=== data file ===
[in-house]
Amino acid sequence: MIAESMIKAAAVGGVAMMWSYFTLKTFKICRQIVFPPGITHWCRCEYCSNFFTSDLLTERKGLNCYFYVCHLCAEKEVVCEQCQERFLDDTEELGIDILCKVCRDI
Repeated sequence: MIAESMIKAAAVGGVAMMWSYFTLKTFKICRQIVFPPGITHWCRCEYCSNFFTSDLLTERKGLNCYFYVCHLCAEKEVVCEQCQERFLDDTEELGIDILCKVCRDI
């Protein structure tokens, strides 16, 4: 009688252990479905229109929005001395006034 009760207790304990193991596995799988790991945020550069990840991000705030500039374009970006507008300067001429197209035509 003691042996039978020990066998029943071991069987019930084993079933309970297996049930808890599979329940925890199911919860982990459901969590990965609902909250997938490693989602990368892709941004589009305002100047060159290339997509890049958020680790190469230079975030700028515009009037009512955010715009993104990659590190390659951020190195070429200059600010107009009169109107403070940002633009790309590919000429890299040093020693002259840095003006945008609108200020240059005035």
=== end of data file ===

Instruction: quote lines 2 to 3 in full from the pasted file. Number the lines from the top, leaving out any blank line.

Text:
Amino acid sequence: MIAESMIKAAAVGGVAMMWSYFTLKTFKICRQIVFPPGITHWCRCEYCSNFFTSDLLTERKGLNCYFYVCHLCAEKEVVCEQCQERFLDDTEELGIDILCKVCRDI
Repeated sequence: MIAESMIKAAAVGGVAMMWSYFTLKTFKICRQIVFPPGITHWCRCEYCSNFFTSDLLTERKGLNCYFYVCHLCAEKEVVCEQCQERFLDDTEELGIDILCKVCRDI